Different from celebrity-focused publications like Us Weekly, People (a sister magazine to EW), and In Touch Weekly, EW primarily concentrates on entertainment media news and critical reviews. However, unlike Variety and The Hollywood Reporter, which are aimed at industry insiders, EW targets a more general audience.
The first issue was published on February 16, 1990, and featured singer k.d. lang on its cover. The cover price was $1.95 (equivalent to $3.65 in 2017) The title word entertainment was not capitalized on the cover until mid-1992 and has remained so since. By 2003, the magazine's weekly circulation averaged 1.7 million copies per week. In March 2006, managing editor Rick Tetzeli oversaw an overhaul of EW's graphics and layout to reflect a more-modern look.
Created by Jeff Jarvis and founded by Michael Klingensmith, who served as publisher until October 1996, the magazine's original television advertising soliciting pre-publication subscribers portrayed it as a consumer guide to popular culture, including movies, music, and book reviews, sometimes with video game and stage reviews, too. ("the post-modern Farmers' Almanac").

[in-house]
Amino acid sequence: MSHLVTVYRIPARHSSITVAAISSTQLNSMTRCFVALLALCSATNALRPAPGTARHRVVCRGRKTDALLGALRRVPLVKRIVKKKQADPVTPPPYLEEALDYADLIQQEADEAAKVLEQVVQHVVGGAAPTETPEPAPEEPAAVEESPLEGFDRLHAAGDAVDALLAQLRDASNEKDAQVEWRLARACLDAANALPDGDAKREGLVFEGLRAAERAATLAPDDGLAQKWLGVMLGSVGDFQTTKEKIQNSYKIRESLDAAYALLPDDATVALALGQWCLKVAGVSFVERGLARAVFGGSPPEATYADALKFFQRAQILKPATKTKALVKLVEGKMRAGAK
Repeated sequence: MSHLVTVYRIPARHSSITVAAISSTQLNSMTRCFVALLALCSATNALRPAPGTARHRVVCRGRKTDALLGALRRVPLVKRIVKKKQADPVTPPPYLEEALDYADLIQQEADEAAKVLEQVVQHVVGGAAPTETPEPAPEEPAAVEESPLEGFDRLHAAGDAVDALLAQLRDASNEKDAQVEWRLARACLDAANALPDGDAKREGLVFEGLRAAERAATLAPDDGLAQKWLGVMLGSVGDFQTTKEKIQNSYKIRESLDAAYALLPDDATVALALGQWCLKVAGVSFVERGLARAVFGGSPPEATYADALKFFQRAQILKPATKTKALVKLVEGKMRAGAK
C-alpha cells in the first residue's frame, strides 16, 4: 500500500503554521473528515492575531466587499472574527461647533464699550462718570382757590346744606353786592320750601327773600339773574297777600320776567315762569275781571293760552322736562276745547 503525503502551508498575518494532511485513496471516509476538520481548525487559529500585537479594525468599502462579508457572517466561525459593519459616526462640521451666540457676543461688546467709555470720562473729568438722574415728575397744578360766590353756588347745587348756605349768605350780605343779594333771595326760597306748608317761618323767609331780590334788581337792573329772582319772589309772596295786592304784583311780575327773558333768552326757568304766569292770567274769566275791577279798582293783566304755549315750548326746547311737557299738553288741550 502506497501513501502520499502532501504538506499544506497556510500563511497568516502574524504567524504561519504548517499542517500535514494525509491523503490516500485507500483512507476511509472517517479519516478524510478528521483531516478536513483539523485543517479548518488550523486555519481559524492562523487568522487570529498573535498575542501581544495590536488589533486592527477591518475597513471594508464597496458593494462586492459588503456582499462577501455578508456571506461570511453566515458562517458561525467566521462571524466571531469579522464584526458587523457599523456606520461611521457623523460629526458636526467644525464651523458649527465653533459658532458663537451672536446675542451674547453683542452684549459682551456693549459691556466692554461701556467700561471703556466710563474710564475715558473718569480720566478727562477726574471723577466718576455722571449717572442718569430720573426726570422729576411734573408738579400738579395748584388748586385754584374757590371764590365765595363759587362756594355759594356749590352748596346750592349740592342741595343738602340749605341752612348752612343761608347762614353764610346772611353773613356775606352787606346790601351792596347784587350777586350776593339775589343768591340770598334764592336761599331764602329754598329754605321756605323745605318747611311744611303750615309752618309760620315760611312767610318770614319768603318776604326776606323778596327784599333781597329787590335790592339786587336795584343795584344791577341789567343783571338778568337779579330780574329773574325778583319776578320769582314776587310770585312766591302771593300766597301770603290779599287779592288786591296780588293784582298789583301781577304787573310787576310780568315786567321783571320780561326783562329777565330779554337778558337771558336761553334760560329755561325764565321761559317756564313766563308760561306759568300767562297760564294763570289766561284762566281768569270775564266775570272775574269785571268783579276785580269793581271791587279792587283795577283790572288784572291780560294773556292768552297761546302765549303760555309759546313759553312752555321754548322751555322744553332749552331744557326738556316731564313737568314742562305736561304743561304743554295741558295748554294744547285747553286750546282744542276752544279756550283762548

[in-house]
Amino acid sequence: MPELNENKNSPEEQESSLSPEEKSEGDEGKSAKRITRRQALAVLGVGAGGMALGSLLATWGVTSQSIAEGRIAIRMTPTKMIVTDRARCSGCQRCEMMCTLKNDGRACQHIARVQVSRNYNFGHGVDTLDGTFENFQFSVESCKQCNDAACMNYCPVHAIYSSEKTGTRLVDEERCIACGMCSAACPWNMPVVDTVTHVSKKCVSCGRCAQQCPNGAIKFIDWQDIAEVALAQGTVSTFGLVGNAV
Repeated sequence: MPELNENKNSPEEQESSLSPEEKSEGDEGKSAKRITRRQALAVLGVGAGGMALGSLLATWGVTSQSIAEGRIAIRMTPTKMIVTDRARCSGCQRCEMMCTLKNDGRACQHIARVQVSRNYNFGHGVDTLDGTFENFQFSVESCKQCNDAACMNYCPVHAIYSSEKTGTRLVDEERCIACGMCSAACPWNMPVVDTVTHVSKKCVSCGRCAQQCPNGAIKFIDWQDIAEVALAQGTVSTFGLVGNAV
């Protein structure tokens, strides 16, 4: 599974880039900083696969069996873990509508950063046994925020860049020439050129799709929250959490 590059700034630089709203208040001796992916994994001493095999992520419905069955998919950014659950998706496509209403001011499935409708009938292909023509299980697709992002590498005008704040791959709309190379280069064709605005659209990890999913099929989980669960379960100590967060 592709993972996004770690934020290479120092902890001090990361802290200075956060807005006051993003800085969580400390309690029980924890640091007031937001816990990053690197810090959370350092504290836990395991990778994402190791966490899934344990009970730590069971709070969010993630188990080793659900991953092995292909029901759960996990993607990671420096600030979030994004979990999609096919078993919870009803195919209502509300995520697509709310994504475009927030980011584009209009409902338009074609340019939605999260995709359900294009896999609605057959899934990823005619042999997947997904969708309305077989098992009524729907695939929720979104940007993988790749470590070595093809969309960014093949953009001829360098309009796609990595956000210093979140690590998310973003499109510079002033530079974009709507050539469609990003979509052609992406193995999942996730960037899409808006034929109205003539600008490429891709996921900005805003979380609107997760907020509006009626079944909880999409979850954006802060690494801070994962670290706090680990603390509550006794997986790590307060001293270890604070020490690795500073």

The magazine features celebrities on the cover and addresses topics such as television ratings, movie grosses, production costs, concert ticket sales, ad budgets, and in-depth articles about scheduling, producers, showrunners, etc.